Stocks finished higher over the past week after a set of sessions so choppy they should have been sponsored by Dramamine. Large caps pushed to a new record high, which is awesome to see and could represent a breakout from the five-month range that the market has been locked into.
But there are a few blemishes to mention. Small caps didn’t play along, resulting in one of the widest divergences between large- and small-cap stocks on record. Moreover, participation in the run to new record highs has been narrow, with only TWO individual Dow 30 components notching new 52-week highs, which is kind of bizarre considering that the index as a whole hit a record high.
As for the techs, the tone was set by Twitter (TWTR), which reported revenues that were slightly better than expected, but user growth was a disappointment. I like Twitter, and think that its management team is doing a good job of helping to build out the site to work better for advertisers, but overall the site is a hard sell to consumers.
If you are just coming to the site fresh, it’s hard to know where to start or how to get the most out of it. I am afraid that in broadening the appeal they will end up ruining its essence, making it more like a short-form magazine site than the quirky, personal, one-to-many, what’s-happening-right-now microblogging site it has been so far.
The bloom is off the rose for social media stocks, but that is typical of the second stage of an investment frenzy. But in time, it will produce a bumper crop of new buying opportunities.
First you have new technology hyped by early adopters, then a few of the best companies in the space go public way too early, and they are bid to the moon despite the lack of real earnings support.
This is followed by disappointment, and then despair, and then, after awhile, apathy. Finally, the best companies will gather enough business to support reasonable valuations, and then investor interest picks up again and a new frenzy begins.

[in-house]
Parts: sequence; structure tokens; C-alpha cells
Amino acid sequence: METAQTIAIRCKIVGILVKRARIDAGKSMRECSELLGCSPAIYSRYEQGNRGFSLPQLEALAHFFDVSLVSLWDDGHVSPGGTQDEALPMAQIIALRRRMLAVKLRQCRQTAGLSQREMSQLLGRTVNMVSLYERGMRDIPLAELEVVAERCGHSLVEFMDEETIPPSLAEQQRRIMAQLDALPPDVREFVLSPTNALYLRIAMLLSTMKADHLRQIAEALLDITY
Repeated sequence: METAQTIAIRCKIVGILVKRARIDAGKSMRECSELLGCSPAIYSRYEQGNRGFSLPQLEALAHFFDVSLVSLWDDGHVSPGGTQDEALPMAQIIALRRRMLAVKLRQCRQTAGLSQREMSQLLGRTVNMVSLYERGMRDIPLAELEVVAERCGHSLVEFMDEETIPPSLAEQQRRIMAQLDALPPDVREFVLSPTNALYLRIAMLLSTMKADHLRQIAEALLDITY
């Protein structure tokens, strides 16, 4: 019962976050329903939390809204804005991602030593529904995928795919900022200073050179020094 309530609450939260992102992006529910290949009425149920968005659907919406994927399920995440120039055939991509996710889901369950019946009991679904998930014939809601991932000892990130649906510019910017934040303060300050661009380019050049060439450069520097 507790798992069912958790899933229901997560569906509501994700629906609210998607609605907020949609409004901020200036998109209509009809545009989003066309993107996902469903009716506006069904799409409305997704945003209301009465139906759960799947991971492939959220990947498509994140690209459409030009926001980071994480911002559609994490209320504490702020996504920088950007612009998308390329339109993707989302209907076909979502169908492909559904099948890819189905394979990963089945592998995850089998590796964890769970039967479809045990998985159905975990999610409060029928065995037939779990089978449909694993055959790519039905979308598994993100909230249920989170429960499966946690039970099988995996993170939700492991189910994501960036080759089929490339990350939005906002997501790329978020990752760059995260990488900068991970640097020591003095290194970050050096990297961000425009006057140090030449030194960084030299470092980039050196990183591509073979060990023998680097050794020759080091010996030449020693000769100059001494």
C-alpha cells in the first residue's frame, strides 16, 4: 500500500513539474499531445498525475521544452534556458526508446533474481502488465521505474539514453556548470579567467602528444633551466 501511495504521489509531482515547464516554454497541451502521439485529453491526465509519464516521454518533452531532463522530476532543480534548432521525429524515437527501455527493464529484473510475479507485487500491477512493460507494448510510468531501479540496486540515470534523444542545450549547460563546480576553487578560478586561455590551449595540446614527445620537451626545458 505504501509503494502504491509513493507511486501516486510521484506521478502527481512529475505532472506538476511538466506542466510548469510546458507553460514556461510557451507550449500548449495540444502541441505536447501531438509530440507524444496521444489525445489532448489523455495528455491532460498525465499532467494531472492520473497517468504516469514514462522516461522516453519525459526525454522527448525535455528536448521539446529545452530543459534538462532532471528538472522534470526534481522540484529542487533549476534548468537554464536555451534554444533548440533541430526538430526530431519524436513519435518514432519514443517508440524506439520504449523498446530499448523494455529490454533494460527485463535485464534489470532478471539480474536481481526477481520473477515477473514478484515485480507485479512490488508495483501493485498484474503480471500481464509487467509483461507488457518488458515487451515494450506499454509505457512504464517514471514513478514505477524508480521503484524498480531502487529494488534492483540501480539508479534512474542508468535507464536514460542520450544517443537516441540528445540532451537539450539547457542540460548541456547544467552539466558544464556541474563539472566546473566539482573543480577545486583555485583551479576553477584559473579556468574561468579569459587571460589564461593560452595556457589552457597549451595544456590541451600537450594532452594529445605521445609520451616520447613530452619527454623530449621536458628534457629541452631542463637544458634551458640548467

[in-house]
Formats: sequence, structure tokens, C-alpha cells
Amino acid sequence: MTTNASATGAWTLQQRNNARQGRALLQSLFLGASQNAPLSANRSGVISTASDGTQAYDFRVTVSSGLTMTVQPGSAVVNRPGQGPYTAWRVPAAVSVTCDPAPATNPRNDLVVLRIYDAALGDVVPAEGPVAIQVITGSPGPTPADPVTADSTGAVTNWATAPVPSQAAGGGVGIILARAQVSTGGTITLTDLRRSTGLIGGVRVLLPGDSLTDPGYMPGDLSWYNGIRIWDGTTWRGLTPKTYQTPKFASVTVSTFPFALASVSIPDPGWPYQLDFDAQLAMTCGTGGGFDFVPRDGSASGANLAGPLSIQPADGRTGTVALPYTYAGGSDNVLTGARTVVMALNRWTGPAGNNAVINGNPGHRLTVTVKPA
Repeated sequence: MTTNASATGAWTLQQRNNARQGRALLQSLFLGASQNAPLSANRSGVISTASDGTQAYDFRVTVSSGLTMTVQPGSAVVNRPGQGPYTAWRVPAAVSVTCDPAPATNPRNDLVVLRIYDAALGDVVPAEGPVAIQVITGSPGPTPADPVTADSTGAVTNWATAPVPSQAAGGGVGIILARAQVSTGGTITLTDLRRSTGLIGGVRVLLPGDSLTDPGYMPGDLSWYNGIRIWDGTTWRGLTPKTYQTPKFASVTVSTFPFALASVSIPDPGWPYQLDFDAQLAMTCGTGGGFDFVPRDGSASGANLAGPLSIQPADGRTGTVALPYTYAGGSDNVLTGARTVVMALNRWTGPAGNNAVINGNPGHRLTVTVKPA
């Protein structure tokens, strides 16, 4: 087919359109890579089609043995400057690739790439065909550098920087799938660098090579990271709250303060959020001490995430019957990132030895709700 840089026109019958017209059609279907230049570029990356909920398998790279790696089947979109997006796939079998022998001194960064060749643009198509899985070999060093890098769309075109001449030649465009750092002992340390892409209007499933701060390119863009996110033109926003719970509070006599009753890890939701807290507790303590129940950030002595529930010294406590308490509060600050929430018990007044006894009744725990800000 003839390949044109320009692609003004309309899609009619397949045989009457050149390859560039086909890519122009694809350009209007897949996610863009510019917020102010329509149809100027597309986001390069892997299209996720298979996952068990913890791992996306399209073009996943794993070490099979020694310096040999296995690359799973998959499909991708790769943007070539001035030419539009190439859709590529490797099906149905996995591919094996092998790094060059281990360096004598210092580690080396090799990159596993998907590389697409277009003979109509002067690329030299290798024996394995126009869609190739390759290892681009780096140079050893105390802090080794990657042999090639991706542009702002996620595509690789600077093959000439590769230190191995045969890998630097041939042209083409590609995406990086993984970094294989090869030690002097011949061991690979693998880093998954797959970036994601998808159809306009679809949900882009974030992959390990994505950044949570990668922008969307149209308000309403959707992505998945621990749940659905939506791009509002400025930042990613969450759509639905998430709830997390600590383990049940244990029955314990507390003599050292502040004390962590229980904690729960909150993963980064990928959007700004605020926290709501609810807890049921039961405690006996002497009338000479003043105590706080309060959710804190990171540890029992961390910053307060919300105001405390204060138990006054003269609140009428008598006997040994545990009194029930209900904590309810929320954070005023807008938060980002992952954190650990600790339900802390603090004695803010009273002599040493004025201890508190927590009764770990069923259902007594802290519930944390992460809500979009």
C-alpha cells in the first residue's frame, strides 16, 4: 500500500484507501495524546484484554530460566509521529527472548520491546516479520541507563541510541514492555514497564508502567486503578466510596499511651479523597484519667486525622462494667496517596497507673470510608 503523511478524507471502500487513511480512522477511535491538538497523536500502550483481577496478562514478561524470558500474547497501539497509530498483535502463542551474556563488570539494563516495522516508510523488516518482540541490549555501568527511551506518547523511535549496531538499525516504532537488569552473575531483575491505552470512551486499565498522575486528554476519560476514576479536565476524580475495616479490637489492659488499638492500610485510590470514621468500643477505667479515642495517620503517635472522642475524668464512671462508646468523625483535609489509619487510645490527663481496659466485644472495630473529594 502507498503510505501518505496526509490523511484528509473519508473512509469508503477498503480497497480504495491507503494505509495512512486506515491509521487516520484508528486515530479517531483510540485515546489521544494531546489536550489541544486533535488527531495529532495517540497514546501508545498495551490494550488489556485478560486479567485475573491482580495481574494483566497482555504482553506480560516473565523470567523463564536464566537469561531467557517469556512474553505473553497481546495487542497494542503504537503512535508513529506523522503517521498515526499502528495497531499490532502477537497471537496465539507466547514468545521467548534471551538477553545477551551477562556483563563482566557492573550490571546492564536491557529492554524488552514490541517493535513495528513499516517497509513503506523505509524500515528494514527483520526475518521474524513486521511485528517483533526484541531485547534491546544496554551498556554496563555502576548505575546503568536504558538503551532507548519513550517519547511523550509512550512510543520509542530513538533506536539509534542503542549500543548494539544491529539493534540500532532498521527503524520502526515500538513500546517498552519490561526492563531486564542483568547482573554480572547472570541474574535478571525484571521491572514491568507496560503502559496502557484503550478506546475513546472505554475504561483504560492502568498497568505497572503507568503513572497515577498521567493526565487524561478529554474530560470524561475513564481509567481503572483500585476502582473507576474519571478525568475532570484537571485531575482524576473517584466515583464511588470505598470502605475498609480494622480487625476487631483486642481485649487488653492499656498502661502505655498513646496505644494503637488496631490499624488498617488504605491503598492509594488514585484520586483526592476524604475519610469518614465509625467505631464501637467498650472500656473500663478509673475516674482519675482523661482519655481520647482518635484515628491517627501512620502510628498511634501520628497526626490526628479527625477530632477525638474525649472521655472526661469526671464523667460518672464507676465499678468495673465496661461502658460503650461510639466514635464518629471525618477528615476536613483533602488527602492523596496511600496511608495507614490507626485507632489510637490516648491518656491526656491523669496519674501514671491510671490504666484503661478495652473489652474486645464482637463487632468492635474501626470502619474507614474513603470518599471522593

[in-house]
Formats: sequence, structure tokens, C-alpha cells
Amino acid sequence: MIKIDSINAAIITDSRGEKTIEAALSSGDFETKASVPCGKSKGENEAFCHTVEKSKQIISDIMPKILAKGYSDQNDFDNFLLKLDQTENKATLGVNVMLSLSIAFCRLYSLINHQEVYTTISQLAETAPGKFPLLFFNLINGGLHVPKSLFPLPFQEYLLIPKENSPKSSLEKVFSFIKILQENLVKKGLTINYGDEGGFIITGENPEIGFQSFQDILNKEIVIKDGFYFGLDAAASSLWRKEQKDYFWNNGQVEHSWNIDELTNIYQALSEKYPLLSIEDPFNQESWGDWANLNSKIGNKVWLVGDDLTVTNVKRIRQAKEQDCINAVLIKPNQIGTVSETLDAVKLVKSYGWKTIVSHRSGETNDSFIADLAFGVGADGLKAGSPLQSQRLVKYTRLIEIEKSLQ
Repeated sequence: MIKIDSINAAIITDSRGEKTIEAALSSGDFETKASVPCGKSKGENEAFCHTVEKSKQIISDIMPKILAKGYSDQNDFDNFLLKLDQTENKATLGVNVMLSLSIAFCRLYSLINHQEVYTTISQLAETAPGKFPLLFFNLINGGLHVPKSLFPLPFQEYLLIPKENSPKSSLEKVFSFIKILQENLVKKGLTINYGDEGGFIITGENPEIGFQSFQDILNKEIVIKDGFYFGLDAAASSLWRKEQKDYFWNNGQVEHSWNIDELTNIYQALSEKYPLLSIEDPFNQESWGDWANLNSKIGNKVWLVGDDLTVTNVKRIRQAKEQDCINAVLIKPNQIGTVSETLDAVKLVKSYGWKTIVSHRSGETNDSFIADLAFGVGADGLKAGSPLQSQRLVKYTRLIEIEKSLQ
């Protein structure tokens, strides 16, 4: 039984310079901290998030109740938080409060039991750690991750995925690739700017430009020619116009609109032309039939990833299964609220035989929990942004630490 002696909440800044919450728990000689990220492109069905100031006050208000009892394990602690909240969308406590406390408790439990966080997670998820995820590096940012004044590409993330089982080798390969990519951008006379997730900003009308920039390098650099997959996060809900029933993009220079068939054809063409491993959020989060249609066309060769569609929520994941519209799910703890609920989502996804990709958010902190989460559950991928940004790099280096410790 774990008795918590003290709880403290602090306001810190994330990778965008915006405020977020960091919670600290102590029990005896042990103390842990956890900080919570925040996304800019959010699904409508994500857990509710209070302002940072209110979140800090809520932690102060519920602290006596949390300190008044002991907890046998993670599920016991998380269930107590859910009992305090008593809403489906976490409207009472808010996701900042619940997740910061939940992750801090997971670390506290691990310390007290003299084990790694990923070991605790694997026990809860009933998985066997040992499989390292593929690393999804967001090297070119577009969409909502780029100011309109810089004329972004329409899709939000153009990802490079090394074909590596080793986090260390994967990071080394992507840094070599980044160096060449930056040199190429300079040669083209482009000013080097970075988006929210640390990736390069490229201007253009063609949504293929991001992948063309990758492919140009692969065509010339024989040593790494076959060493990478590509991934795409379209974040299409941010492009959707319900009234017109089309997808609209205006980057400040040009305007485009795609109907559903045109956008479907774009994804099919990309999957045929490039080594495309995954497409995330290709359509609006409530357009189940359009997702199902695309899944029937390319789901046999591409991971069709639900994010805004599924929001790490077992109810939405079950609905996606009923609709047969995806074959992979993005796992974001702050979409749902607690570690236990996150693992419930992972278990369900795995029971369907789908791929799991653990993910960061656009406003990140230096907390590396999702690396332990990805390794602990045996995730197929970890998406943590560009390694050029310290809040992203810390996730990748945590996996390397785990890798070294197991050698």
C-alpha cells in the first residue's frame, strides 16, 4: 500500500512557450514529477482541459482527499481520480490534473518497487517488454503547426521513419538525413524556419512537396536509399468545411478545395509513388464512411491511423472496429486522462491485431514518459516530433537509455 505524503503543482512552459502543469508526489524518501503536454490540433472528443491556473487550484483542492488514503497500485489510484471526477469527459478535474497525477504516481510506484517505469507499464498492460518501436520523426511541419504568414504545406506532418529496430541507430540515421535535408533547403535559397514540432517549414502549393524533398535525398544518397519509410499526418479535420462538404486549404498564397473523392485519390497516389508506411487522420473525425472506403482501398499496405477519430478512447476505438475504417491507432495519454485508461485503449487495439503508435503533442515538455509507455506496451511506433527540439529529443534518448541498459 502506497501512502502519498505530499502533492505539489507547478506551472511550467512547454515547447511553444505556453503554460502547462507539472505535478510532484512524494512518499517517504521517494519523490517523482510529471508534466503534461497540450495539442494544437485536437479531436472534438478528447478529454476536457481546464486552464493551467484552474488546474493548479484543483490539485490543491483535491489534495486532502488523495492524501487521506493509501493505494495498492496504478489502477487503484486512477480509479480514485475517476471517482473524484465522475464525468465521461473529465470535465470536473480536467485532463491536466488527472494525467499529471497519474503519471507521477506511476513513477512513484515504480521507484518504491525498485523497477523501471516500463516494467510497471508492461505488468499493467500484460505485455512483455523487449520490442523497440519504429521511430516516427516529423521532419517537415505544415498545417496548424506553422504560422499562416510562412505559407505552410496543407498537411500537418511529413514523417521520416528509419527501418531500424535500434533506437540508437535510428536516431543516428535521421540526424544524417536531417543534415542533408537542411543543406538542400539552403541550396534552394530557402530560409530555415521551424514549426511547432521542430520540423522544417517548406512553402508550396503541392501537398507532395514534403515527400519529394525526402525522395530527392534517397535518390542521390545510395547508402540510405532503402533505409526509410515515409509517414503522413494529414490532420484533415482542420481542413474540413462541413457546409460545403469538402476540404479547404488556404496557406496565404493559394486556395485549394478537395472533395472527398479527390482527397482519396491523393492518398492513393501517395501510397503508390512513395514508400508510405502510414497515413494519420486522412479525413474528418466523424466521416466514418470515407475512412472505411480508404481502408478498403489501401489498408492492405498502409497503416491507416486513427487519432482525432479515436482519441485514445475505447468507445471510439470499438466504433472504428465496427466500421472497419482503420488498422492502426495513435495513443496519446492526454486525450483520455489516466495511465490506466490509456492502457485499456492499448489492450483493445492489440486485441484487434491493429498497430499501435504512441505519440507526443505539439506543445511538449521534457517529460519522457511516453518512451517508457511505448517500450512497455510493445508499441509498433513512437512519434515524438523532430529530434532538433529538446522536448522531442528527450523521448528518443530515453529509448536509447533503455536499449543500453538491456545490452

If you want to see this scene play out in real life, just review the charts below of Amazon.com (AMZN) and Priceline.com (PCLN). Both screamed higher initially, then lost more than 90 percent of their value, then were forgotten about, but then ultimately rose again by 10-fold!
I am sure that it will be the same with the social media companies; some will grow to be outstanding, strong stocks, but it’s way too early to make big long-term bets on them. You can date them; just don’t marry them. Join New Technology Superstars to find which stocks have the best long-term profit potential and are worth your attention.
* * *
Now here are a few valuable notes directly from the playbook at boutique research firm Cornerstone Macro this week:
— A fascinating divergence has emerged between sales of heavy equipment in North America and Asia. Engine maker Cummins (CMI) reported revenue from its North American operations was up 25 percent in the past quarter, while international sales were flat. Likewise Caterpillar (CAT) reported that its North American machinery sales were up 6 percent while its Asia/Pacific sales were down 20 percent. Quite a switch from a couple years back.
— Small businesses are contributing mightily to the U.S. strength. Employment at small firms rose 82,000 in April to a record high. Medium-sized businesses added 81,000, while jobs large businesses rose only 57,000. The edge in hiring of small/medium businesses over large businesses probably reflects the strength in the U.S. economy vs. the weakness overseas that depresses large company labor demand.
— One impulse behind the U.S. jobs renaissance is the rise in the high school graduation rate. It has reached 80 percent in the past month. The unemployment rate for high school graduates has declined from 11 percent a few years ago to 6 percent now. This is a major drive of rising consumer wealth and well-being.
— Over the past 15 years, Texas’ share of U.S. GDP has increased from less than 7 percent to more than 11 percent, reflecting the swelling of demand for energy. It’s not just oil and gas exploration, as it is considered a “business friendly” state.
— Bloomberg reported this week that Toyota is moving a large part of its U.S. headquarters operation to suburban Dallas from Torrance, Calif., as it seeks savings.
— After increasing in 2012, household formations declined to just 460,000 per year. This sluggish level of household formations helps explain why housing starts remain historically sluggish. Cornerstone analysts expect housing starts to increase to 1.1m units by 4Q of 2014, but sluggish household formation presents downside risk to that forecast. Headwinds for household formations include excessive student loan debt burden, relatively tight mortgage lending standards, and lagged effects of the credit unwind. One potential tailwind for household formations is the prospect of higher labor force participation.
All told, it was a solid week for stocks and the economy in which it certainly appears as if a decent recovery from the harrowing April momentum slide has begun.